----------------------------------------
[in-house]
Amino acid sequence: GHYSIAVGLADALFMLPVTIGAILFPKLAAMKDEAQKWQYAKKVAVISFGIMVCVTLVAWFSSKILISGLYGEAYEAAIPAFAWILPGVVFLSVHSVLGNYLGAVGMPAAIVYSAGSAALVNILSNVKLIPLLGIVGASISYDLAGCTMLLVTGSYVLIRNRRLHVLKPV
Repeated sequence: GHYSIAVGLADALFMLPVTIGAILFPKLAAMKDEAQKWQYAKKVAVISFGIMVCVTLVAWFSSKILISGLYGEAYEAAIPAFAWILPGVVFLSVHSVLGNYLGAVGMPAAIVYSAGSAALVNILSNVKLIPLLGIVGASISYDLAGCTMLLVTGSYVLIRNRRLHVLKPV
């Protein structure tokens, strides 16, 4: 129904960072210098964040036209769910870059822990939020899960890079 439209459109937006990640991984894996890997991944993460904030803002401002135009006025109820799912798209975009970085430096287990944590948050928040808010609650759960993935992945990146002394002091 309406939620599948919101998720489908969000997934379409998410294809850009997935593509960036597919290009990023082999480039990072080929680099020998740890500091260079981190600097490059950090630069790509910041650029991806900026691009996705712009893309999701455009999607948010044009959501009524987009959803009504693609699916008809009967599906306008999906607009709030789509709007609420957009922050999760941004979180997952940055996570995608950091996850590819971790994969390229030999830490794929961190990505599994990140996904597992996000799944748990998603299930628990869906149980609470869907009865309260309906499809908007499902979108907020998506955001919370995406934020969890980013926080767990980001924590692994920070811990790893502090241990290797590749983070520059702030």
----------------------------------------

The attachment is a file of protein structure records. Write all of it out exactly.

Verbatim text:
[in-house]
Amino acid sequence: GHYSIAVGLADALFMLPVTIGAILFPKLAAMKDEAQKWQYAKKVAVISFGIMVCVTLVAWFSSKILISGLYGEAYEAAIPAFAWILPGVVFLSVHSVLGNYLGAVGMPAAIVYSAGSAALVNILSNVKLIPLLGIVGASISYDLAGCTMLLVTGSYVLIRNRRLHVLKPV
Repeated sequence: GHYSIAVGLADALFMLPVTIGAILFPKLAAMKDEAQKWQYAKKVAVISFGIMVCVTLVAWFSSKILISGLYGEAYEAAIPAFAWILPGVVFLSVHSVLGNYLGAVGMPAAIVYSAGSAALVNILSNVKLIPLLGIVGASISYDLAGCTMLLVTGSYVLIRNRRLHVLKPV
């Protein structure tokens, strides 16, 4: 129904960072210098964040036209769910870059822990939020899960890079 439209459109937006990640991984894996890997991944993460904030803002401002135009006025109820799912798209975009970085430096287990944590948050928040808010609650759960993935992945990146002394002091 309406939620599948919101998720489908969000997934379409998410294809850009997935593509960036597919290009990023082999480039990072080929680099020998740890500091260079981190600097490059950090630069790509910041650029991806900026691009996705712009893309999701455009999607948010044009959501009524987009959803009504693609699916008809009967599906306008999906607009709030789509709007609420957009922050999760941004979180997952940055996570995608950091996850590819971790994969390229030999830490794929961190990505599994990140996904597992996000799944748990998603299930628990869906149980609470869907009865309260309906499809908007499902979108907020998506955001919370995406934020969890980013926080767990980001924590692994920070811990790893502090241990290797590749983070520059702030």